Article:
How Important Is Your CD4/CD8 Ratio?

Relevance of Prognostic Tests Varies by Setting and Population

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The CD4/CD8 ratio is a prognostic assessment of a person's immune system, comparing the proportion of "helper" CD4 T-cells to that of "suppressor" CD8 T-cells. A prognostic evaluation is one meant to determine the likely course of a disease, as when a person is infected with HIV.

Understanding How CD4 and CD8 T-Cells Interact

CD4 and CD8 are simply two different types of glycoprotein found on the surface of T-cells and other lymphocytes (the class of white blood cells central to the immune system). CD4 T-cells are considered "helpers" because they’re the ones that trigger an immune response when faced with a pathogen (infective agent).

When this occurs, CD8 "suppressor" T-cells are activated to attack and kill those pathogens. They then act by shutting off CD4 activity when a sufficient immune response has been achieved.

A CD4/CD8 ratio is considered normal when it is between 1.0 and 4.0. In a healthy individual that translates to between 30-60% CD4 T-cells and 10-30% CD8 T-cells.

However, when a person is first infected with HIV, there is generally a 30% drop in the number of CD4 T-cells as HIV targets these cells and depletes their numbers. By contrast, of CD8 T-cells will generally increase by about 40% during, although their ability to neutralize the virus will wane over time as there are simply fewer CD4 T-cells to trigger an effective response.

When antiretroviral therapy (ART) is initiated in a timely manner in a person with HIV, the ratio generally returns to normal. However, if treatment is delayed, the body's ability to reconstitute CD4 T-cells weakens, and the ratio often remains below 1.0.

What the CD4/CD8 Ratio Tells Us

The prognostic value of CD4/CD8 is considered less relevant to the management of HIV than it was 20 years ago, when there were fewer, less effective antiretrovirals available to treat HIV. While it can be indicative of the age of the infection and predictive of AIDS-related mortality, greater emphasis today is placed on sustaining viral suppression (as measured by a person's viral load) in order to slow disease progression and avoid the development of HIV drug resistance.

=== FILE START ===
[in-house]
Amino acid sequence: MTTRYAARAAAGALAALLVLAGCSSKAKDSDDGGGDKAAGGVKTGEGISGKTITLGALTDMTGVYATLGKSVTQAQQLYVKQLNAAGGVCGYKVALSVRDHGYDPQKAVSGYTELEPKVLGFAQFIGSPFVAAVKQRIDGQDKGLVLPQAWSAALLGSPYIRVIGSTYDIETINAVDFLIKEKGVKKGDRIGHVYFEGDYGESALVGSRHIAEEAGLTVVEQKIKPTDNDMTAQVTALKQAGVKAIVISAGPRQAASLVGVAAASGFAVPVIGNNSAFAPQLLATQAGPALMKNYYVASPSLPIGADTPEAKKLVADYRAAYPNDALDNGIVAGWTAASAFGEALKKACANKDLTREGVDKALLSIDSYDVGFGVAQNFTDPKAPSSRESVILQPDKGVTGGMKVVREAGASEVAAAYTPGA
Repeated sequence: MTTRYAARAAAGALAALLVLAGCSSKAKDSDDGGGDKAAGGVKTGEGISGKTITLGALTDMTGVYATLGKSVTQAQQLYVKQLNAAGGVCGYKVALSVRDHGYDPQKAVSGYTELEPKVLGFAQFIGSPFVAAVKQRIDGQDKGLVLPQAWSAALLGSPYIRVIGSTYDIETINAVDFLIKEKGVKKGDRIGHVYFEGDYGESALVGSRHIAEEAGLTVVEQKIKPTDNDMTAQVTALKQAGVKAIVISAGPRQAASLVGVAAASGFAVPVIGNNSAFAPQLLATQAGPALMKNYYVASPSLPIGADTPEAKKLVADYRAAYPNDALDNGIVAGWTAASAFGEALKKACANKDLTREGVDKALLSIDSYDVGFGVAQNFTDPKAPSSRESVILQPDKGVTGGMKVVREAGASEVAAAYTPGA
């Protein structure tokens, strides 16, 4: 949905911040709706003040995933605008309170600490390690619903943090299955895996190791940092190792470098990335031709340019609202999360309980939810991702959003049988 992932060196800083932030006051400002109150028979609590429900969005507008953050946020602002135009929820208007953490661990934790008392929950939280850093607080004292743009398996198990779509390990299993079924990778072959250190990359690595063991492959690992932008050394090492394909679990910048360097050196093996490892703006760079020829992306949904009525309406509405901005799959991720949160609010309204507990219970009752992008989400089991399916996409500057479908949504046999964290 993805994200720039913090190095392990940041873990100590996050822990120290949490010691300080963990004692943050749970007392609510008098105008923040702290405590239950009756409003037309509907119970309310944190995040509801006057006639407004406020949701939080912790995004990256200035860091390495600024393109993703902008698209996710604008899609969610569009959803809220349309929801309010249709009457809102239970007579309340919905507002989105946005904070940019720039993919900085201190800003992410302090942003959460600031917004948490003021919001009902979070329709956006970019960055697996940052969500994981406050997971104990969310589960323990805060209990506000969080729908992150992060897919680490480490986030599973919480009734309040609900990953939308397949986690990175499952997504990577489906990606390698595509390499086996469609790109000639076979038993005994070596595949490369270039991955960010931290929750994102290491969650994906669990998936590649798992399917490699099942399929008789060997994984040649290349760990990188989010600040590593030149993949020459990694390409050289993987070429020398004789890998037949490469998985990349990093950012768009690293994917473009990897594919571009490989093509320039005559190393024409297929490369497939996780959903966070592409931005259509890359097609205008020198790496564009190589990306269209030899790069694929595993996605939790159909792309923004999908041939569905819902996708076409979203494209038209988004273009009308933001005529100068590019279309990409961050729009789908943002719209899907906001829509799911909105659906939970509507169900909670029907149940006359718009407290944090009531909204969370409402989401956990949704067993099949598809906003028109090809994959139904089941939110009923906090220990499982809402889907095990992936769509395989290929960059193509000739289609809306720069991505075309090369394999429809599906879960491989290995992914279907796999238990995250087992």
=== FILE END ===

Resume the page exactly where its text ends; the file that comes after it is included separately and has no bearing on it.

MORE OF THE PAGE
With that being said, increasing focus is being placed on the CD4/CD8 dynamic in aging HIV population. Recent clinical studies have suggested that patients on effective, long term ART with a low CD4/CD8 ratio have an increased risk of non-HIV-related morbidity and mortality.

There are a number of other areas where the CD4/CD8 ratio may also be pertinent. In epidemiological research, it can be used as a value by which to measure the virulence (i.e., the ability of a pathogen to cause disease) of HIV in different populations or over a period of time.

It can be used to predict the likelihood of IRIS (immune reconstitution inflammatory syndrome) that can sometimes occur when a person initiates antiretroviral therapy. If the baseline CD4 counts is low and is accompanied with a low CD4/CD8 ratio is well below 0.20, the chances of an IRIS event increases significantly.

Similarly, research has suggested that a low CD4/CD8 count in infants born to HIV-positive mothers is predictive of whether that child will seroconvert (be confirmed HIV-positive), with the likelihood increasing dramatically when the ratio is below 1.0. This may be particularly relevant in developing countries where the number of mother-to-child transmissions have dramatically decreased but the number of HIV-infected children on ART remains high.

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  • Mahnke, Y.; Greenwald, J.; DerSimonian, R.; et al. "Selective expansion of polyfunctional pathogen-specific CD4 Tcells in HIV-1–infected patients with immune reconstitution inflammatory syndrome." Blood. March 29, 2012; 119(13):3105-3112.
  • Zijenah, L.; Katzenstein, D.; Nathoo, K.; et al. "T lymphocytes among HIV-infected and -uninfected infants: CD4/CD8 ratio as a potential tool in diagnosis of infection in infants under the age of 2 years." Journal of Translational Medicine. 1 February 2005; 3:6: doi:10.1186/1479-5876-3-6.
  • Seng, R.; Goujard, C.; Krastinova, E.; et al. "Influence of lifelong cumulative HIV viremia on long-term recovery of CD4+ count and CD4+/CD8+ ratio among patients on combination antiretroviral therapy." AIDS. January 13, 2015; published ahead of print; DOI: 10.1097/QAD.0000000000000571.